Since December, Colombia's remote Putumayo province has been the focus of a $1.3 billion U.S.-funded effort to reverse the explosive growth of coca production in Colombia, stem the flow of cocaine to U.S. streets and, unofficially, cut the drug profits of the armed insurgents who have turned Colombia into one of the most violent places in the world.The U.S. effort, part of a larger $7.5 billion multinational program known as Plan Colombia, has shown some early successes.Along Putumayo's washboard gravel roads, camouflage-clad Colombian soldiers with M-16s slung over their shoulders now wave down passing cars to squeeze their seats and sniff at the air in their tires, looking for concealed cocaine base. Since December, the flow of drugs along the province's roads has fallen by at least half, soldiers say, and the Marxist guerrillas who once controlled the roads and the drug trade have been pushed back into the hills.But the fumigation effort has brought as many problems as it has solved. Large-scale coca growers are rapidly replanting in Putumayo and neighboring regions. Far-right militias, responsible for much of the country's runaway violence, are seizing control of the drug trade in the province. Near La Hormiga, residents say spraying has targeted more legitimate endeavors--banana trees, yucca fields, cattle pasture--than coca.Just as troubling, the explosive growth in coca production continues despite the spraying. Last year, as 143,000 acres of coca were fumigated in Colombia, farmers planted another 197,000 acres, nearly 40 percent more than the government could eradicate, officials admit.This year, if weather conditions are good and U.S.-supplied UH-60 Black Hawk attack helicopters arrive on time to provide air support, the government hopes to break even, eliminating old coca as fast as new fields are planted.Even then, at best, pilots could spray 220,000 acres, which would mean a fall in Colombian coca production of no more than 6 percent, according to Ministry of Defense figures."We need to dramatically increase our fumigation capacity to produce an impact," said Luis Fernando Ramirez, Colombia's defense minister. "We need more teams and planes than we will have."U.S. government officials say that kind of ramp-up is just what is planned. By May 2002, 10 new crop-dusting planes will arrive in Colombia, they say, doubling the nation's spraying capacity. In five years, they predict, most of Colombia's coca could be eliminated. "It's a matter of patience and a matter of will," one U.S. official said.Few Colombians think the solution to the nation's ugly decade-long descent into a coca-fueled hell of massacres, kidnappings, extortion and drug violence will be that simple. In the 10 years, 40,000 people have perished in political violence, and the death rate has doubled in the past four years.Colombia's problems seem endless: a stalled peace process with leftist rebels, rampant paramilitary violence, a 20 percent unemployment rate.But there are bright signs as well for Colombia, from a strengthening of the country's military to what is believed to be a vital slowdown in guerrilla drug revenues."We're writing the book as we go on this kind of war," said Gen. Fernando Tapias, the commander of Colombia's military. But, he added, "little by little we're getting results."U.S.-backed fumigation of illegal drug crops has a 20-year history in Colombia. In the 1980s, crop dusters eliminated much of Colombia's marijuana crop. Then, starting in 1991, the government attacked the growing heroin poppy industry, reducing but not eliminating the mountain fields, which still cover about 18,000 acres.Coca Proves Troublesome:Battling coca, however, has been an experience on an entirely different scale. Often compared to squeezing a water balloon--as you squeeze in one place, the balloon expands elsewhere--the largely U.S.-funded drug war in the Andes has been aimed at a moving target. As coca fields in Peru and Bolivia were eradicated in the past decade, production moved aggressively into Colombia, where traffickers once processed the leaves grown elsewhere.Today this Andean nation, riven by mountains and sprawling from the Atlantic Ocean to the Amazon basin, officially has 340,000 acres of coca bushes. Experts, however, believe the acreage may be as much as 40 percent higher, giving Colombia more than 80 percent of the world cocaine market.Control of Colombia's cocaine traffic, once in the hands of the felled Medellin and Cali cartels, has passed to left-wing guerrillas, who have become rich and well-armed. However, the rebels face unprecedented competition from the nation's brutal paramilitary "self-defense" force, originally created by kidnap- and extortion-weary landowners to combat guerrillas.In Putumayo, the paramilitaries moved in last September, invited by coca growers fed up with guerrilla roadblocks that had virtually shut down the region, part of a protest of the planned fumigation campaign. A bloodbath ensued, analysts say, and by the time the spraying campaign began, on Dec. 19, the paramilitaries controlled a majority of the region's coca fields.In a six-week fumigation campaign, crop dusting planes destroyed 58,000 acres of coca, most of it the Guamuez Valley, which includes La Hormiga, U.S. officials said. Today, the hillsides are covered with largely leafless brown bushes, and growers say the price for processed coca base--once a guerrilla-fixed $400 per pound--fluctuates wildly.That's the good news for U.S. and Colombian officials. The bad news is most of the brown hillsides already have been replanted with neat green rows of young coca, and a new round of harvests is less than a year away.Fumigation proponents say persuading growers to abandon coca for good will take repeated spraying."It's something of a war of attrition," one U.S. official said. "You spray a plantation, they replant, you spray again. Sooner or later they get the idea you're going to be back every time."Putumayo's farmers, however, say they have little choice but to stick with coca. For years, government development officials have promoted alternative crops and promised new roads to get them to market and new local processing factories. Little has materialized.Jose Cuaspud, 56, a peasant farmer whose 4-acre coca stand was fumigated in January, ticks off on his fingers the crops the government has asked him to grow instead of coca over the years: cardamom, rubber, rice, bananas, yucca and soybeans.The problem, he said, is none ever produced a profit. While coca buyers arrive at his door, cash in hand, markets for other crops are occasional at best."No one buys any of our other products," the La Hormiga farmer said. "That's why we'll go back to growing coca."Following Through:Colombian and U.S. officials, again promoting alternative development, say they hope to make it work this time by following through on promises to improve the region's dismal roads and open local processing factories for high-value products such as palm hearts.Alternative development is part of a two-prong approach to coca eradication. U.S. and Colombian officials say they have tried to focus fumigation efforts on large, so-called industrial plots of coca, while encouraging small-scale peasant producers to manually eradicate coca in exchange for payment for their labor and help getting started with new crops. Small farmers whose crops are fumigated also will get help, they say.The U.S. has pledged $42.5 million toward the project. Colombian President Andres Pastrana visited Putumayo on Thursday to deliver emergency aid and promote the effort.Local officials say they will wait to see whether the money really arrives this time."For a long time, campesinos have been foiled. They don't believe anymore," said Manuel Alzate, the mayor of Puerto Asis. "If the government doesn't come through, the campesinos won't either."Government entreaties to grow alternative crops have met particular cynicism in the Guamuez Valley, where farmers charge that the fumigation effort earlier this year killed more legal crops than it did coca.U.S. and Colombian pilots, flying high above the fields to avoid potential anti-aircraft fire, managed to spray nearly 3,000 acres of bananas, 9,000 acres of pasture and 1,300 acres of yucca, as well as kill 200,000 fish, local farmers say in a police report.A children's mural, painted near the La Hormiga city hall, shows a black fumigation plane raining chemicals down on a stream full of fish skeletons, a barren tree and a skeletonized mountain lion."Here they fumigated everything," said Leandro Romo, a human-rights ombudsman in La Hormiga. "The fumigation was very indiscriminate."While farmers who lost legitimate crops can petition for compensation, U.S. officials insist claims of massive spraying of legal crops are spurious. Glyphosate--known in the United States by its trade name, Roundup--does not kill fish, they insist, and pilots operate under rules that forbid spraying on windy days or from heights much above tree line. Violations have happened, and pilots have been disciplined, officials admit, but they say such instances have been rare.To the relief of officials on all sides, no pilots--U.S. contractors or Colombians--have been shot down as part of the Putumayo spraying effort, which critics had warned could turn Colombia into a 21st Century Vietnam for the United States.Another major worry in Putumayo--massive emigration by displaced coca workers--also has not materialized so far.Right now, the majority of coca farmers in Putumayo province are staying put, intent on replanting, local officials say. The spraying program, however, has pushed some migrant coca pickers and coca-growing families into neighboring Narino province and across the border to Ecuador.New Jobs Vital:Military officials say finding such displaced workers new jobs or work as legitimate farmers is key to the long-term success of eradication. Without alternatives, coca growers will deforest new swaths of jungle to set up new coca plantations--an environmental disaster--or join guerrilla or paramilitary groups to survive."No matter how successful fumigation is, if it doesn't come with real alternatives it won't work," said Ramirez, the defense minister.For most Colombians, the biggest question about the U.S.-funded coca eradication program is whether it will produce political results beyond simply reducing coca production--such as pushing the guerrillas toward peace talks.One of the most encouraging signs in Putumayo these days, analysts say, is the increased military presence on the roads, once controlled by guerrillas of the Revolutionary Armed Forces of Colombia, or FARC.Colombia's military, long weak and in disarray, is undergoing reforms aimed at improving its fighting strength and effectiveness. Combat-ready professional soldiers are replacing teen draftees. Military guards are being hired to protect bridges, roads and communication towers, freeing combat troops for front-line duty.As part of its Plan Colombia commitment, the U.S. has trained three counternarcotics army battalions, the last of which will graduate this week. The 2,500 soldiers are using Vietnam-era UH-1H Huey helicopters, provided by the United States, to protect fumigation flights and will begin getting more advanced Black Hawk helicopters next month.The Bush administration so far has indicated it will stand by the Clinton administration's Plan Colombia commitments, though it said additional aid to the region would be more evenly split between military assistance and development aid.Slowly, Colombia's military is beginning to have greater success in combating the country's well-armed insurgent groups, though military analysts warn the beefed-up force still has only two soldiers per rebel, far short of the 10-1 ratio considered necessary to win a guerrilla war."You can't reach any conclusions too quickly but it seems the state is trying to regain some sense of control," said Michael Shifter, a Colombia analyst with Washington-based Inter-American Dialogue.U.S. and Colombian officials believe the fumigation effort is cutting into the FARC's drug profits, something they hope eventually could push the guerrillas toward the peace table. Alternatively, the rebels could turn to greater use of kidnapping and extortion to stem the loss of cash, they say.Everyone warns that progress toward dismantling Colombia's coca culture will be slow."It took 21 years for the coca economy to form here," said Carlos Palacios, a former priest in Putumayo province and now an organizer of a peace network in the region. "We won't eliminate it in one year."Note: Patience needed for eradication to work, U.S. says.La Hormiga, ColombiaSource: Chicago Tribune (IL)Author: Laurie Goering, Tribune Foreign CorrespondentPublished: May 20, 2001Copyright: 2001 Chicago Tribune CompanyContact: ctc-TribLetter Tribune.comWebsite: Articles & Web Site:Colombia Drug War News Misery - Economist, The (UK) War on Drugs in Colombia Ravages Farmers Crops Spared in Colombia's Coca War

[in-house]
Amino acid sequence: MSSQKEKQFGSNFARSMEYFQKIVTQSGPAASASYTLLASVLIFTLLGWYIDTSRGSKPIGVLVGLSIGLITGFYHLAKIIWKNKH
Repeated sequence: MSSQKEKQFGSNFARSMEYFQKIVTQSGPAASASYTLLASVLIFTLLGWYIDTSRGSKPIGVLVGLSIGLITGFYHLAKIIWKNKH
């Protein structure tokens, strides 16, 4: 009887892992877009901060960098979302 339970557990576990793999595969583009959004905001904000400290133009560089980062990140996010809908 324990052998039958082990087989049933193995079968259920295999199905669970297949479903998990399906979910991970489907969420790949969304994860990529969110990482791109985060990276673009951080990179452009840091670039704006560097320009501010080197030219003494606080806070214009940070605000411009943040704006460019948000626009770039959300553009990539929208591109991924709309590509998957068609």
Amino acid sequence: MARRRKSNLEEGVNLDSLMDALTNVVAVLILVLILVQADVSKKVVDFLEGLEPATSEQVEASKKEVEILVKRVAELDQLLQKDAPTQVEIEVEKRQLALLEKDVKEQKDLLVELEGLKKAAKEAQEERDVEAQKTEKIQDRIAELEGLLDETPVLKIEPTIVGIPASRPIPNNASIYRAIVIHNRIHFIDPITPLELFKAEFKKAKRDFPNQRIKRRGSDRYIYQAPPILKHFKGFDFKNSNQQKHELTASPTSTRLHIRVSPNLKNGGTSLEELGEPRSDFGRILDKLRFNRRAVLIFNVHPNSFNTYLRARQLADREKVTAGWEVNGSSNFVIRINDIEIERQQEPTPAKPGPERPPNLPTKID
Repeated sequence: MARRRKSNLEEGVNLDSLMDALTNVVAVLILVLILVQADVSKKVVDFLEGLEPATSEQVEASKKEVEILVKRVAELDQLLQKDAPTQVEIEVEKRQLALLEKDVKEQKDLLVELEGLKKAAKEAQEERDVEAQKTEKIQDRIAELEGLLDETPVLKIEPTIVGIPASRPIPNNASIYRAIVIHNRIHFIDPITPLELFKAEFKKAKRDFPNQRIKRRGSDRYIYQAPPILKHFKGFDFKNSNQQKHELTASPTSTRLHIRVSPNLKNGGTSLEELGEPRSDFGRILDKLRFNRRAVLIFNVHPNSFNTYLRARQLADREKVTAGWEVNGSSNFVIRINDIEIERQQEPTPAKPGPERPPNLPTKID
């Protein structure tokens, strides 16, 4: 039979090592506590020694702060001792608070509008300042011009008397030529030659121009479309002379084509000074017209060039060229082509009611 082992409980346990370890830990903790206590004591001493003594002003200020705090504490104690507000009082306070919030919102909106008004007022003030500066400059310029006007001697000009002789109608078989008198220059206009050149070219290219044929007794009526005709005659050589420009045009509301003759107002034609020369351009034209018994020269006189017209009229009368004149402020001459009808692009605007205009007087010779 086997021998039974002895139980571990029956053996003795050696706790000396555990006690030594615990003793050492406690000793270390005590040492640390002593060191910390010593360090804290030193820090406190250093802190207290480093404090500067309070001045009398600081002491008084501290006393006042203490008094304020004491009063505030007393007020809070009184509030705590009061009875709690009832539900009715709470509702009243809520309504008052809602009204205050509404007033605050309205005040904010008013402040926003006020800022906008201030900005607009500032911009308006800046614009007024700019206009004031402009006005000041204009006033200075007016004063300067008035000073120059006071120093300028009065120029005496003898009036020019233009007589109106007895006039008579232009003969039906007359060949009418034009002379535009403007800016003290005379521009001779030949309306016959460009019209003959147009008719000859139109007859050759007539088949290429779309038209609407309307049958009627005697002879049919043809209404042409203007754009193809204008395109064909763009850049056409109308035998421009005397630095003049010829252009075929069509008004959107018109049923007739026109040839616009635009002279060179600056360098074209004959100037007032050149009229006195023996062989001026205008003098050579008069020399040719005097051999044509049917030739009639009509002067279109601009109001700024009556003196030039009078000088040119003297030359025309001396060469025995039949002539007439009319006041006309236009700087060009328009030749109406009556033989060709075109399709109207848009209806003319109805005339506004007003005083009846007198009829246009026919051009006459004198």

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Comment #5 posted by Rambler on May 21, 2001 at 02:24:47 PT